February 2009 - Posts

Thin Provisioning and ntfs

I'm currently working on a SQL Server storage project and as part of that I'm touching a number of areas that may be of interest to the DBA.

The IT industry is full of buzz words, new fads, fashionable terms and so on; and Thin Provisioning was something I was aware of but not fully informed, not that I am now mind. Anyway sad to admit amongst the publications I read is Storage Magazine  http://www.storagemagazine.co.uk/  I like to keep abreast of the latest trends which is why I also buy MSDN magazine although I can't claim to understand a great deal of it, but at least I might get an insight into what's hot or not for developers with regard to anything which might touch SQL Server.

Anyway amongst the reading material was a comments about Thin Provisioning not really working with ntfs; now thin provisioning allows you to allocate storage you don't have but trick the applications into thinking you have. The theory is that shoudl you maybe need 1 TB for a database but currently it's only using 100GB you provision the 1TB but onlygive 100GB. The application thinks it has 1TB and as storage use increases the storage pool automatically increases the actual storage. Now doesn't that sound very much like what our banks were doing with their lending?

Anyway you might like to read a general article here http://searchstorage.techtarget.com/news/article/0,289142,sid5_gci1188117,00.html  and I also found a really good windows article by a Microsoft MVP, Dilip Naik, http://msftmvp.com/default.aspx   his article on thin provisioning is here  http://msftmvp.com/Documents/ThinNTFSv2.pdf

Now as many people know I'm fairly cynical about SAN storage and the apparent lack of performance, however I'm not going to make any comment about this subject matter - I suggest you read carefully and then be sure to ask the right questions if your storage provider has this facility. Some storage vendors have  different terms for it as you might guess!

Here's an article which describes Thin Provisioning in more detail http://searchstorage.techtarget.com/news/column/0,294698,sid5_gci1134713,00.html?mboxSession=1235686994531-668391&mboxSession=1235686994531-668391#

The links to searchstorage are somewhat messy with lots of ads and popups but if you can get through the rubbish there are some good articles. I should mention that Dilip has an excellent white paper on using SSDs too and Joe Chang  http://sqlblog.com/blogs/joe_chang/default.aspx     is also promising some research with SSDs and SQL Server. I'm planning to buy another 4 SSDs but I'm not sure I'll ahve enough for a meaningful test.

 

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Can I Index a bit ? ( Part 1 )

The final part wil follow and a fully illustrated pdf will be on my website - I'll post the location when it's complete.

 

Can I index a bit?

VBUG  Presentation 27th January 2009 Bracknell.

 

Here's a brief summary of subject matter and the points raised.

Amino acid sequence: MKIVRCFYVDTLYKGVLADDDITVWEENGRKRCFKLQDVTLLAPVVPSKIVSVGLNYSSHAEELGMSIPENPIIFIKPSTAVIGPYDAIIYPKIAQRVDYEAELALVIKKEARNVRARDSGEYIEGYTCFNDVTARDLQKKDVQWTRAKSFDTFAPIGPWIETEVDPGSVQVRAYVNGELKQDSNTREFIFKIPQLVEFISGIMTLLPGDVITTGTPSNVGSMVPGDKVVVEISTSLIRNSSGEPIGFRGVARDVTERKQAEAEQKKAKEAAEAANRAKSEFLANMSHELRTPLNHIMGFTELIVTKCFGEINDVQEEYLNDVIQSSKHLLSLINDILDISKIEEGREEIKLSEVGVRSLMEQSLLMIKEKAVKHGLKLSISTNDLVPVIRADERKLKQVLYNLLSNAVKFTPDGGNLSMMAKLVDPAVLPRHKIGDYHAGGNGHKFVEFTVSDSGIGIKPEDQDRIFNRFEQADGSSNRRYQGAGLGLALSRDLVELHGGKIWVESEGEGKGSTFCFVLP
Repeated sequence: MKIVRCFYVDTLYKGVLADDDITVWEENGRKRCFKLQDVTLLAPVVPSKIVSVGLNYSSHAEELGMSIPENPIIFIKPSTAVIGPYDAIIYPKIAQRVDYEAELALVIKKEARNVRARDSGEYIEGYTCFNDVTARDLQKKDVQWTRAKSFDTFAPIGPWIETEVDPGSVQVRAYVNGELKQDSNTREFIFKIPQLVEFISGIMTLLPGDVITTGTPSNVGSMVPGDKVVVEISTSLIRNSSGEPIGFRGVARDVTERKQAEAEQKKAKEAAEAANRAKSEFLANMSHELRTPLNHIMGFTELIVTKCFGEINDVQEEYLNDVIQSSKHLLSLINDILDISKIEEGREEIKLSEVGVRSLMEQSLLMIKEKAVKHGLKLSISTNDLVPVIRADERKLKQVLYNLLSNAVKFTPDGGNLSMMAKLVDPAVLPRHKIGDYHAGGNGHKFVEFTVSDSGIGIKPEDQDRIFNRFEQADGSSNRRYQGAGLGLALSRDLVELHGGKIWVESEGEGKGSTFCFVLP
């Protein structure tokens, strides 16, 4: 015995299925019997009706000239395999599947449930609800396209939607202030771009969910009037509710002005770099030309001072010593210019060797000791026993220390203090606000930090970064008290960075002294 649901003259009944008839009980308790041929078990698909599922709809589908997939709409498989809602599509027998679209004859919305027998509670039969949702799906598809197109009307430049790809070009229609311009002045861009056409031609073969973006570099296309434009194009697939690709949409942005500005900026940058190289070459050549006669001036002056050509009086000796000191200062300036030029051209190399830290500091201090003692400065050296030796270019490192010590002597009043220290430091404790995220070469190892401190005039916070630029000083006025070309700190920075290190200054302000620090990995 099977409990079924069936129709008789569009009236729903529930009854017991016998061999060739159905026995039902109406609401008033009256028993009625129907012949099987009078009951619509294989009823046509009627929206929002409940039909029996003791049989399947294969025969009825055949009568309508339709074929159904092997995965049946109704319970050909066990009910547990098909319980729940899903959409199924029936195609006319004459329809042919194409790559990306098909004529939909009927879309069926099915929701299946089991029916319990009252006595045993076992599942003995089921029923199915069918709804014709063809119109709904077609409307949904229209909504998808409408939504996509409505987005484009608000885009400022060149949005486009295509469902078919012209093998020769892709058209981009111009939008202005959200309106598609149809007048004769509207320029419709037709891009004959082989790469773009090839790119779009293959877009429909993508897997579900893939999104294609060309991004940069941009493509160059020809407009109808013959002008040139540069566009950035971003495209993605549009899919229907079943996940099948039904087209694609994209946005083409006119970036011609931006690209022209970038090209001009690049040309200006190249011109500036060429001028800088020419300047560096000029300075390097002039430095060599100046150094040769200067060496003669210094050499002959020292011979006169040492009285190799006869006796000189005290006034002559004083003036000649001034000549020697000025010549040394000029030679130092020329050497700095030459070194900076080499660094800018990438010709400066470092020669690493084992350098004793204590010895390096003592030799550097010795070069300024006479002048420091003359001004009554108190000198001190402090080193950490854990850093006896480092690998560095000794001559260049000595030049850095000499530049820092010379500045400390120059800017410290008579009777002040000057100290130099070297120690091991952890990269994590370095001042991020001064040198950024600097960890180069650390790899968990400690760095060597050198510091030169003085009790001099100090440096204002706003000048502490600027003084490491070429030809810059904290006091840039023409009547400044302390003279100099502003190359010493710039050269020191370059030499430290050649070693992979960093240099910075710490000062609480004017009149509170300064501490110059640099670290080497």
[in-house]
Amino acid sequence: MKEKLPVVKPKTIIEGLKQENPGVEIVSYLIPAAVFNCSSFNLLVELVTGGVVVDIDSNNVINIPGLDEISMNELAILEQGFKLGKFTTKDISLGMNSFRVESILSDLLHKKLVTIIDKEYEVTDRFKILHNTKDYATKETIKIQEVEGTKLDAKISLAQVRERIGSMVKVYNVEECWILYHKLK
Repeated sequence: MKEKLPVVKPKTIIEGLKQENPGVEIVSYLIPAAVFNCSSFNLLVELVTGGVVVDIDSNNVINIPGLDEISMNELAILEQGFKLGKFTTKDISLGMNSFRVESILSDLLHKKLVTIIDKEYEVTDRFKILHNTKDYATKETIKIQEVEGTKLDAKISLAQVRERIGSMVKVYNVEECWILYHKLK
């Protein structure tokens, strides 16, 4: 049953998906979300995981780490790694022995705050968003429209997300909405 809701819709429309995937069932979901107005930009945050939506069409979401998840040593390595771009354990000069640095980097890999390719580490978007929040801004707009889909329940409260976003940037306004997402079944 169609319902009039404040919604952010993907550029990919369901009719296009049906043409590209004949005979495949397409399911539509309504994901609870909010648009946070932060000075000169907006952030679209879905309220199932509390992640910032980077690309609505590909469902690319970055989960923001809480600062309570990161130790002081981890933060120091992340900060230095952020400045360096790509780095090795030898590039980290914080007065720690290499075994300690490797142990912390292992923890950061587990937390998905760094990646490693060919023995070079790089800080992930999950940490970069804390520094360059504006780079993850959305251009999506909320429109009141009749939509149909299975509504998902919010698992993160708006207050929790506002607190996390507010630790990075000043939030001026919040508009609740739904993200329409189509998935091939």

Q.   Is indexing a black art: will zen help: will the queries work better with a full moon?

A.   Yes!

 

The presentation intends to show practical examples of how things are rather than how things should be.

The reality is that few databases match classroom best practices, this presentation is  about what actually works ( sometimes ) based upon real world  experience,  as to will these examples always be true, well,  to coin an oft used phrase  " It just depends "

 

NB. I struggle to sometimes make large blog posts which include pictures and code samples, I will illustrate and code a pdf version of this on my website www.grumpyolddba.co.uk

 

Bad Table:

  • This was the introduction where I showed a table with a wide clustered primary key and all other columns allowing nulls. I asked what, as a DBA, I might not like about this table, now read on.

 

Wide clustered indexes:

  • Bad because the width of the clustered index is added to every row of every secondary index.
  • If you need a wide Primary Key then make it non clustered and cluster on an integer if possible that makes up your PK.
  • For that reason GUIDs make bad clustered keys as they are 16 bytes wide compared to an int at 4 bytes.
  • If you must use a GUID then choose sequential guids as this will reduce table fragmentation.
  • e.g. You may calculate that a secondary index defined on an integer column would fit approximately 8,000/4 rows per page, 2,000 rows per page.
  • o However, if your clustered key consists a guid then each entry for each row for that index is actually 16+4+1 bytes, this actually gives approx 381 rows per page
  • o For an integer clustered key the capacity would be approx 890 rows per page. In real terms this is 11.8Mb difference for an integer index on a 1 million row table, and that's for each secondary index.
  • o This also equates to buffer storage for secondary indexes and page reads required for seeks and scans.

 

The Truth about clustered indexes:

  • Traditionally the clustered index has been marked for range scans, typically dates and so on.
  • What is often overlooked is that the clustered index is the entire table.
  • Showing a select of a range of integer values from an integer clustered primary key showed that despite the result set only being an integer the entire row for each value was placed in buffer cache.
  • o ( shown by the number of page reads )